Head coach Mike Lonergan reacts from GW’s bench Monday night. Jordan Emont | Photo Editor

Instead, Lonergan said, he’s left needing more from upperclassmen and GW’s bench. The veteran members of the Colonials, for the most part, were absent Monday night. Senior guard Bryan Bynes had six turnovers and zero assists, senior forward Dwayne Smith went 0-for-1 in four minutes of play, and junior forward Nemanja Mikic, too, was held scoreless.

It’s time to shake up his approach, Lonergan acknowledged, in hopes of lighting a fire under some of his veteran players.

“We’ve got to get Bryan and Nemanja in, and Dwayne, we’ve got to get them playing,” Lonergan said. “Maybe I’ve got to start them, that worked with Lasan, offensively at least. He’s played really well lately, I put him back in the starting lineup. Maybe I’ve got to give Dwayne a chance, because we didn’t get a lot out of him tonight.”

Perhaps the most important returning player, though, the one responsible for a large chunk of GW’s scoring, rebounding and energy last season, is senior forward David Pellom. And after being sidelined over the summer with wrist surgery, Pellom underwent a second surgery Monday afternoon that will put him out for an additional 4-6 weeks.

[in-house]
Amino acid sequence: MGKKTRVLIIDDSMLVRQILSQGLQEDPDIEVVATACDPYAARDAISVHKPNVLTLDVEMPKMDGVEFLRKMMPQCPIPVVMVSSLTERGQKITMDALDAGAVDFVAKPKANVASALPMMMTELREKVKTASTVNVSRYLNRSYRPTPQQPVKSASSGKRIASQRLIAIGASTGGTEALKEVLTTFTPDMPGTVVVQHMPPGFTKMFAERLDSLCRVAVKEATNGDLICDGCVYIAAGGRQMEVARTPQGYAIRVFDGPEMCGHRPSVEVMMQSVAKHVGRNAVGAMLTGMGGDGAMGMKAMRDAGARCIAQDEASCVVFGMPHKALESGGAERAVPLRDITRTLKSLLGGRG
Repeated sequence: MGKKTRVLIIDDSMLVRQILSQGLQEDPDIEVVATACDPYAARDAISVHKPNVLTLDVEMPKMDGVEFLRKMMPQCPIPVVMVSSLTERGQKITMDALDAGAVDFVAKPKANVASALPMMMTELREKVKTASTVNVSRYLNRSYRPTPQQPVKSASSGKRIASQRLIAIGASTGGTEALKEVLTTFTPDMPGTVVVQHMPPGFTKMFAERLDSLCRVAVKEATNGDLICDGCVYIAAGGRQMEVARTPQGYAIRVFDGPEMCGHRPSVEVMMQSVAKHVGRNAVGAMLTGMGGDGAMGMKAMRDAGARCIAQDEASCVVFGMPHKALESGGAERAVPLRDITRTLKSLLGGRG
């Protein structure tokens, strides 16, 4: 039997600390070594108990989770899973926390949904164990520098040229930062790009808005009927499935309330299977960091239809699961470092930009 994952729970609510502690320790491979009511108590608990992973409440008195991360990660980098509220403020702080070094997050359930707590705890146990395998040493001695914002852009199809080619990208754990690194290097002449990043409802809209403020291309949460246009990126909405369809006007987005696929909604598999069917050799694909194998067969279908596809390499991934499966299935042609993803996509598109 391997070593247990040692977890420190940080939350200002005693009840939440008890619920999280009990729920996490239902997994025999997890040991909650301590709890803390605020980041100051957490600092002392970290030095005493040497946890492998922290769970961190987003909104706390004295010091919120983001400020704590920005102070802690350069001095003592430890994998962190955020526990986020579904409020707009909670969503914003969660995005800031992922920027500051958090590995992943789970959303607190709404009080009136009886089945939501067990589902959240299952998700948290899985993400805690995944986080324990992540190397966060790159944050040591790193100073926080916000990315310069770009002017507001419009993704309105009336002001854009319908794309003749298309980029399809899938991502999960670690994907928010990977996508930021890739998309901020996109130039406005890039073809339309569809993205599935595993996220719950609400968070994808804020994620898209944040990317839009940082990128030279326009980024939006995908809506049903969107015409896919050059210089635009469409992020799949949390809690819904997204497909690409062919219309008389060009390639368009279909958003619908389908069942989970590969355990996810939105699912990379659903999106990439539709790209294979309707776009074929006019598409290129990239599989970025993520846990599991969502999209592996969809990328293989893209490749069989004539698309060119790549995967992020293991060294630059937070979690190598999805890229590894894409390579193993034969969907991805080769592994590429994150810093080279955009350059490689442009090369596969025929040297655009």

Lonergan, who didn’t say if the possibility of a medical redshirt for the rest of the year had been discussed, shook off the impact of Pellom’s absence. One player shouldn’t make or break the team, he said.

“It is what it is. He’s our best returning player,” Lonergan said. “Hopefully he’ll be back for the A-10 games. But we’ve got to go on like he’s not here.”

  • Bob

    “We’ve got to get Bryan and Nemanja in, and Dwayne, we’ve got to get them playing,” Lonergan said. “Maybe I’ve got to start them, that worked with Lasan, offensively at least. He’s played really well lately, I put him back in the starting lineup. Maybe I’ve got to give Dwayne a chance, because we didn’t get a lot out of him tonight.”

    No…..that would the worst thing to do. Why would you put your worst players in more? This logic makes no sense.